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MAGICTOM
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Dallas, Tx
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Hello everyone, I have been putting together
a few sets of routines for table hopping..
I have not ventured into the field yet, but I am planning on it as soon as I get a good performance flow with the following tricks..
I am looking for some advice or opinions on the routine sets I have put together.
1. Are they adequate for table hopping?
2. Are the first tricks in each routine good openers? and are the last tricks good closers?
3. Do you more experienced magicians find that the list of tricks below (if performed well) have enough impact?
4. Are these routines too long for table hopping?

I am putting these together so there will be no doubt or wonder in my mind what I am going to do when I approach a table.
And I am hopeing that being prepared as such will help reduce the nervousness.
Any comments will be greatly appreciated..

Here are the routines...
Routine #1

Force a selected card on a spectator
Reveal the fact that you know what card they picked
Do a 4 coin production from their selected card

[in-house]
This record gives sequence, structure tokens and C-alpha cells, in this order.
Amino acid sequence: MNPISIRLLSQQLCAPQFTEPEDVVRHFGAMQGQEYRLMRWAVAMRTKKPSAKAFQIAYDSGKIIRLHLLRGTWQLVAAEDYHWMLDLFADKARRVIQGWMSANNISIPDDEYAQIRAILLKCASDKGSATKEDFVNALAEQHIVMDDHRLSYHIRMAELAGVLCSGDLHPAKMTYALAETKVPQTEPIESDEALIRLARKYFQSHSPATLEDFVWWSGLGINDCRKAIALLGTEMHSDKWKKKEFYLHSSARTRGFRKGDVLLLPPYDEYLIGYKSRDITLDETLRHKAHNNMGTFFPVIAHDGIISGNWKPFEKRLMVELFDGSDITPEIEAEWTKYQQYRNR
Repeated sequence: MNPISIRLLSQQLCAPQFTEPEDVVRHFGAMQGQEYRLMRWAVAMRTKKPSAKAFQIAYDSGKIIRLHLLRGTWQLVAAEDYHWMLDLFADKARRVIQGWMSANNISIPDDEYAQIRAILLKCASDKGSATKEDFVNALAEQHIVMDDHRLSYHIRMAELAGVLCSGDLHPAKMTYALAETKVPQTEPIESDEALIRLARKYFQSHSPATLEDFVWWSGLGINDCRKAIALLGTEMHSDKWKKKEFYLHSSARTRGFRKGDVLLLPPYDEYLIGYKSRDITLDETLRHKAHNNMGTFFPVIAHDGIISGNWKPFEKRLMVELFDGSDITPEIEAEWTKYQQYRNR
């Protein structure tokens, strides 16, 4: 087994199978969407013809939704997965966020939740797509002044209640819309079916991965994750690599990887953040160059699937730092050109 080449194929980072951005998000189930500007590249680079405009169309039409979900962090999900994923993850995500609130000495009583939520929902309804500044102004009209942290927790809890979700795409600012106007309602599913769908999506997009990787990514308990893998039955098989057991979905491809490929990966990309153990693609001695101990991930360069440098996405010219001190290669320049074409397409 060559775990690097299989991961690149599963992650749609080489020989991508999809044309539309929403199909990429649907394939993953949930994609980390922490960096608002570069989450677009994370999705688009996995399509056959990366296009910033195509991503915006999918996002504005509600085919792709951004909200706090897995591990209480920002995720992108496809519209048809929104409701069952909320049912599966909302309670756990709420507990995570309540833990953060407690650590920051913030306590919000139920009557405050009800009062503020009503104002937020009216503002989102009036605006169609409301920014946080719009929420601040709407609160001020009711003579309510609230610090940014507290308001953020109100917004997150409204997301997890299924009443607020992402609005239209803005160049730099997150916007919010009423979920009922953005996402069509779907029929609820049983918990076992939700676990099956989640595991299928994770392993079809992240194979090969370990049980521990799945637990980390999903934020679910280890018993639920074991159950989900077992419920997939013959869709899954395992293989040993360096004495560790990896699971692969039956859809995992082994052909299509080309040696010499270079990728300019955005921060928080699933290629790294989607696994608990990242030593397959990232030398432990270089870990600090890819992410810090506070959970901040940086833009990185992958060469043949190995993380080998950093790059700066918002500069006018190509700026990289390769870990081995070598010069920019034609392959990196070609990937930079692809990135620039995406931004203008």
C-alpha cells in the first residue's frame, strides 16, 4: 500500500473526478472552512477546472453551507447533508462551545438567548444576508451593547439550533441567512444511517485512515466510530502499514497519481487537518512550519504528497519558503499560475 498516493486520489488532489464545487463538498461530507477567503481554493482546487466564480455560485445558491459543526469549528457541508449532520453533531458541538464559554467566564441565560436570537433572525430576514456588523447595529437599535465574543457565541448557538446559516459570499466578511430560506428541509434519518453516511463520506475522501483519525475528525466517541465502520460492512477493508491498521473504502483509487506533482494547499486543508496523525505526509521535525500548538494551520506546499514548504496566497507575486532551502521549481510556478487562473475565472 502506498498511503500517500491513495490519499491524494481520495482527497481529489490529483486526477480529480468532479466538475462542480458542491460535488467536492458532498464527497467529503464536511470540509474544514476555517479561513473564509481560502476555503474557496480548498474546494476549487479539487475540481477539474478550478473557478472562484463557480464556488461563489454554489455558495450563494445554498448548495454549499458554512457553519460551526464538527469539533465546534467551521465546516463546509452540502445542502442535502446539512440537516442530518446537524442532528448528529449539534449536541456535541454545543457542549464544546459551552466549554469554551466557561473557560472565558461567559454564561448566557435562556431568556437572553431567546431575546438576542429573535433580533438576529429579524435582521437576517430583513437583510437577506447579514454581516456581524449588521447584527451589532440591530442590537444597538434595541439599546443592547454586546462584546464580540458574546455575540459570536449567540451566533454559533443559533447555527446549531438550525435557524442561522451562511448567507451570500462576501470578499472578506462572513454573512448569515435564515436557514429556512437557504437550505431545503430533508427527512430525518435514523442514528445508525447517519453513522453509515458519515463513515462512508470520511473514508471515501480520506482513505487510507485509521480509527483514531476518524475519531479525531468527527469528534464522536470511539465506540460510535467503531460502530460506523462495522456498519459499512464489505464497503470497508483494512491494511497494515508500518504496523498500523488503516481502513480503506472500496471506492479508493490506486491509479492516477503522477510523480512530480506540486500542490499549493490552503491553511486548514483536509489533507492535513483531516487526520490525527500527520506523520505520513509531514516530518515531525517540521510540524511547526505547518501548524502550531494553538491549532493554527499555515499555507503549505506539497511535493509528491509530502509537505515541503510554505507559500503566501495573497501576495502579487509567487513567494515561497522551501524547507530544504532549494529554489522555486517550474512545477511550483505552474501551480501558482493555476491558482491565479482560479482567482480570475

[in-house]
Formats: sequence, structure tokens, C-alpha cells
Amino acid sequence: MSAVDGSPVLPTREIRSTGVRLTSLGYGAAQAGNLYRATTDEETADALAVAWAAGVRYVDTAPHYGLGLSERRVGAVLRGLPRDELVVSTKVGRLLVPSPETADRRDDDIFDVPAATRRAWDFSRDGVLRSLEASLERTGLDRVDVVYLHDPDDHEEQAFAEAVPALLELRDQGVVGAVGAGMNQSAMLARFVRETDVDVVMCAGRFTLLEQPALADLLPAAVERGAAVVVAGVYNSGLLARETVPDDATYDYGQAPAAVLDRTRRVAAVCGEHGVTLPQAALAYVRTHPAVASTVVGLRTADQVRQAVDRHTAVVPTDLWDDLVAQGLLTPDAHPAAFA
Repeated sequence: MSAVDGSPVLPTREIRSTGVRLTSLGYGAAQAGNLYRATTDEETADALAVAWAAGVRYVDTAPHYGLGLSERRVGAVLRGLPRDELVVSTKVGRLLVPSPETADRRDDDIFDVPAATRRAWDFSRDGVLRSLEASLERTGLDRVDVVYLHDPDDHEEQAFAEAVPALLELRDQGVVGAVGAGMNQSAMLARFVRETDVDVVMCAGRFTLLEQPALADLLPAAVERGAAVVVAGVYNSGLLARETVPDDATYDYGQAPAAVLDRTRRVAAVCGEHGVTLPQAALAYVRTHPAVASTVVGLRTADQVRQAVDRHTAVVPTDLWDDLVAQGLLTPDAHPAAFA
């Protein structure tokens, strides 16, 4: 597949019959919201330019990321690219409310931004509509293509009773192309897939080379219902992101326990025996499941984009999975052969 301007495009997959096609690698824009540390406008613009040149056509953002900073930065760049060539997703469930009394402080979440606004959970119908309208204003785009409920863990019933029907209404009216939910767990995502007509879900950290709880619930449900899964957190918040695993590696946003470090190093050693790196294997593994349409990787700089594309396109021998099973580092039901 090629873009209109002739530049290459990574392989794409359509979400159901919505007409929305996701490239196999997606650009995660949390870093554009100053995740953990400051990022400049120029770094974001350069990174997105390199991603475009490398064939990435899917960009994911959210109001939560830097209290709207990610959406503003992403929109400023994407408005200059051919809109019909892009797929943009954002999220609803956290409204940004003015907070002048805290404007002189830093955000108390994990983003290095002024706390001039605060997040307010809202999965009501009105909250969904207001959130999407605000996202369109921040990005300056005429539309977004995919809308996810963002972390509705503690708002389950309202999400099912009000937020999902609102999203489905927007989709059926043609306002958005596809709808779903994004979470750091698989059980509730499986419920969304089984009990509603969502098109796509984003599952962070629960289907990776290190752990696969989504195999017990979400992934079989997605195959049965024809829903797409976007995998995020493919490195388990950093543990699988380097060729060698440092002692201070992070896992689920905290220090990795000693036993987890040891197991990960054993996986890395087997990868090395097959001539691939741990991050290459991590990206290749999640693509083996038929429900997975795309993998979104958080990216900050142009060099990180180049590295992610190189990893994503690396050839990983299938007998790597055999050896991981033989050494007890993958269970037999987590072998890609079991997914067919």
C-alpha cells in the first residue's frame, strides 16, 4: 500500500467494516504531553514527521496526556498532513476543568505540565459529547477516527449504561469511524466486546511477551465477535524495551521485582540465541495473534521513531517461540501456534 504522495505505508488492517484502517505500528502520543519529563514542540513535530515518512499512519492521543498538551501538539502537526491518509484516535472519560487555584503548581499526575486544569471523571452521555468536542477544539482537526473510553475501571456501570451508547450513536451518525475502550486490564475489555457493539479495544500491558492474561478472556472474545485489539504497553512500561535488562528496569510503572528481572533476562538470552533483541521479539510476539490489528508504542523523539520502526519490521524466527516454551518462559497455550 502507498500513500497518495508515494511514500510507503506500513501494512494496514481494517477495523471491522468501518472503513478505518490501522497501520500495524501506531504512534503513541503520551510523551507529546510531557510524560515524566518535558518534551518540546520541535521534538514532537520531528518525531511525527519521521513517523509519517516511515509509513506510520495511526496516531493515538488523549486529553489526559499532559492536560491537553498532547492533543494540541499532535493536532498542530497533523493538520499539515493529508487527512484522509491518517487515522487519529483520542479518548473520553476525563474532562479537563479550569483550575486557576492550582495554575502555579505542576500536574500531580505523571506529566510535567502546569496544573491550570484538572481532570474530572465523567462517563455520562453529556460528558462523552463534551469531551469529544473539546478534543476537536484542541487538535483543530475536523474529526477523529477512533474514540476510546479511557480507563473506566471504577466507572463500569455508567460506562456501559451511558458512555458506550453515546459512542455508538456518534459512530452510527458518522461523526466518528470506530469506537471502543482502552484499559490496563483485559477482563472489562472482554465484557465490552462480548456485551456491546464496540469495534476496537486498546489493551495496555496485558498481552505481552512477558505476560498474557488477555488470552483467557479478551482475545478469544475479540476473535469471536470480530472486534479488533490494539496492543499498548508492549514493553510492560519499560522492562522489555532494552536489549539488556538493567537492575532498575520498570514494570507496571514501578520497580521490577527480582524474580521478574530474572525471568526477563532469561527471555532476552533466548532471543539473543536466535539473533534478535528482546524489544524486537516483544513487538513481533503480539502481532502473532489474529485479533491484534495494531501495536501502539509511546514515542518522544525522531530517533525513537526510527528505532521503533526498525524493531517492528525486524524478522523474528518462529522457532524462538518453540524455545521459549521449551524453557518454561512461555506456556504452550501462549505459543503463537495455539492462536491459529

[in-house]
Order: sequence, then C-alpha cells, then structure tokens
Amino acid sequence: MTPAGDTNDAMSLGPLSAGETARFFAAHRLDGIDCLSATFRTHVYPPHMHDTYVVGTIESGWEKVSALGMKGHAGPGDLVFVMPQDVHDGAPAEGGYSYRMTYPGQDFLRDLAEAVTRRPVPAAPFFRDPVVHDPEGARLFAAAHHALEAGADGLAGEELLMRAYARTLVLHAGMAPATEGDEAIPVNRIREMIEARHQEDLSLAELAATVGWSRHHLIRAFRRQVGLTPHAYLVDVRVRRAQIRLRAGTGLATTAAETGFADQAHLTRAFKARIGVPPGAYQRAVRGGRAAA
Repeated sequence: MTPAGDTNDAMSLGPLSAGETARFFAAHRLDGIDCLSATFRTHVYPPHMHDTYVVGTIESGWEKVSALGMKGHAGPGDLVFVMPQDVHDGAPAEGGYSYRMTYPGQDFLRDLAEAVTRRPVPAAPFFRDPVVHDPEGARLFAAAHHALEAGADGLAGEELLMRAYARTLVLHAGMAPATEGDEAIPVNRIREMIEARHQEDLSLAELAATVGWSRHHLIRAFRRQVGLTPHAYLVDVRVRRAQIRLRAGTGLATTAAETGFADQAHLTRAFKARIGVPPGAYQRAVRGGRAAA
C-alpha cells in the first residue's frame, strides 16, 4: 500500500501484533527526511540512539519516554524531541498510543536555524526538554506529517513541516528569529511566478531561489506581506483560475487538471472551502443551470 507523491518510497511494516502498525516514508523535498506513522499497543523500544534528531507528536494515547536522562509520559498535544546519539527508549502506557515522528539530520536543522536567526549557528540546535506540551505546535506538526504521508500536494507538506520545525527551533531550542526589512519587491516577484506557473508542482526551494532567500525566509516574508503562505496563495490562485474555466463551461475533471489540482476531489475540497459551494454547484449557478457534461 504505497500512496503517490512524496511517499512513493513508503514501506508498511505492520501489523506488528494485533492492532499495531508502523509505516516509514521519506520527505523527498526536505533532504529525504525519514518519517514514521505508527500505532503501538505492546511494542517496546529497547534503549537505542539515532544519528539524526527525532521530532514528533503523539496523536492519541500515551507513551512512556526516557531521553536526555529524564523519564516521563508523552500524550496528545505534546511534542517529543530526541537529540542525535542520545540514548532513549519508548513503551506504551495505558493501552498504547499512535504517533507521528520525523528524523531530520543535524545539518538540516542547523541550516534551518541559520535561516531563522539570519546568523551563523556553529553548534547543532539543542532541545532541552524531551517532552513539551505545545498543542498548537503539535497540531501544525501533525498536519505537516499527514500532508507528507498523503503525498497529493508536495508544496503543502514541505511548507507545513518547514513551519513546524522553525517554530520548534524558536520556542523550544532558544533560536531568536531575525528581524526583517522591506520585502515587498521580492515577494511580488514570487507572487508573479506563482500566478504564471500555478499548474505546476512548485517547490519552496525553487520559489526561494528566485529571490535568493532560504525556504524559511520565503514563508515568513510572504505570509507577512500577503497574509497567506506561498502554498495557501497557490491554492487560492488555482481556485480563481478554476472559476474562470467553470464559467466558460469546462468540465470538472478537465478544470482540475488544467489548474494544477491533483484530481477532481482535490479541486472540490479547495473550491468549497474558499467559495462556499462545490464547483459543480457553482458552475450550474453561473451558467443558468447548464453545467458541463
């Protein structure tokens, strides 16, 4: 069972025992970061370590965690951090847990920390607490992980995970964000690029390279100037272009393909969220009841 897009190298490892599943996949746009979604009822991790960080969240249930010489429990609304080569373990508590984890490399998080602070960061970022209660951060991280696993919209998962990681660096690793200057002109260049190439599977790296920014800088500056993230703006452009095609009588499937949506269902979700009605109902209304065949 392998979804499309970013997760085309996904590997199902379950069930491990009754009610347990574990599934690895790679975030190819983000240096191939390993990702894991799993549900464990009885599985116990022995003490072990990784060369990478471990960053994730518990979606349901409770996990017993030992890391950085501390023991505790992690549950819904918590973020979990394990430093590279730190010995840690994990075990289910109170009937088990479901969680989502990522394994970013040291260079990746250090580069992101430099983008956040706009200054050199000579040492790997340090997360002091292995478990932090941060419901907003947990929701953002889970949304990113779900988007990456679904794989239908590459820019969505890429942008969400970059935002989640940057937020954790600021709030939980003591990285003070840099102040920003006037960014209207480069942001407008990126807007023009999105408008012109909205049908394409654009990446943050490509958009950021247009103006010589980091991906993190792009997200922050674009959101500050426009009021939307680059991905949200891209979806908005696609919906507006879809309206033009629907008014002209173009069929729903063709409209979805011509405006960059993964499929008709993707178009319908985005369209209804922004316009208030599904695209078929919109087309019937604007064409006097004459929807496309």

Have the spectator mark a coin
Perform coin across to spectators hand.

Routine #2

TT dollar vanish
CMH
Torched and restored
(with magic wand instead of lighter)

Routine #3

Wallet pen production and routine
One coin routine
End with Jumbo production
NFW

Routine #4

Color Monte
Scotch n soda
Card warp

Routine #5

Perform invisible deck
Produce 4 coins from the selected card
Perform Gadabout coins w/4 coins


Thanks In Advance
Tom Defrange
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No Man is his craft's master the first day!
J.B. Bobo
DaveVegas
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Leicester,England
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There are many people out there who'll say don't what ever you do open with a card effect and I agree up to a point. IMHO I feel it's important that whatever effects you do they are (no original thoughts here...)
1. Entertaining